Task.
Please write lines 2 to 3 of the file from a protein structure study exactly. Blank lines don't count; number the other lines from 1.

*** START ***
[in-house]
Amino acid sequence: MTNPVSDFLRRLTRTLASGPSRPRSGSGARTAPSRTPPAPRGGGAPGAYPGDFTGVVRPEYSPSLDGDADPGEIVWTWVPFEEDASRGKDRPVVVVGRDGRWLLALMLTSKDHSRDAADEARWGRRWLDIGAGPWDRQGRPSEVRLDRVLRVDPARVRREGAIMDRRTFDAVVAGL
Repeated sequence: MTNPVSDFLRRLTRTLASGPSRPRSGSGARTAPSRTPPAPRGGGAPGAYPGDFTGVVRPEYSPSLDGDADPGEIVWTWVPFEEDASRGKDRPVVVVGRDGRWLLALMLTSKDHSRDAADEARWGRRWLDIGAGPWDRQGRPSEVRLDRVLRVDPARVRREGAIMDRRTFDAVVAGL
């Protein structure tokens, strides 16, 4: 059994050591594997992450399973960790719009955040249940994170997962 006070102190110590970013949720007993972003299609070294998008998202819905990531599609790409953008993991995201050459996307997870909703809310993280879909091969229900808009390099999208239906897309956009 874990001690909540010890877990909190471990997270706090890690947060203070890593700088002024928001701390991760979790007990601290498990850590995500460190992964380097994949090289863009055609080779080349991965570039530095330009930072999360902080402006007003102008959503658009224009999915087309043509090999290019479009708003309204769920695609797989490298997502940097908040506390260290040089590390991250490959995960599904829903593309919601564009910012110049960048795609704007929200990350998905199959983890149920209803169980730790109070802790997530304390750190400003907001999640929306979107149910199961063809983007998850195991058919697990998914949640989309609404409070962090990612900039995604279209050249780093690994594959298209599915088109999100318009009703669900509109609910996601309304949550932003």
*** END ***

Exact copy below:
Amino acid sequence: MTNPVSDFLRRLTRTLASGPSRPRSGSGARTAPSRTPPAPRGGGAPGAYPGDFTGVVRPEYSPSLDGDADPGEIVWTWVPFEEDASRGKDRPVVVVGRDGRWLLALMLTSKDHSRDAADEARWGRRWLDIGAGPWDRQGRPSEVRLDRVLRVDPARVRREGAIMDRRTFDAVVAGL
Repeated sequence: MTNPVSDFLRRLTRTLASGPSRPRSGSGARTAPSRTPPAPRGGGAPGAYPGDFTGVVRPEYSPSLDGDADPGEIVWTWVPFEEDASRGKDRPVVVVGRDGRWLLALMLTSKDHSRDAADEARWGRRWLDIGAGPWDRQGRPSEVRLDRVLRVDPARVRREGAIMDRRTFDAVVAGL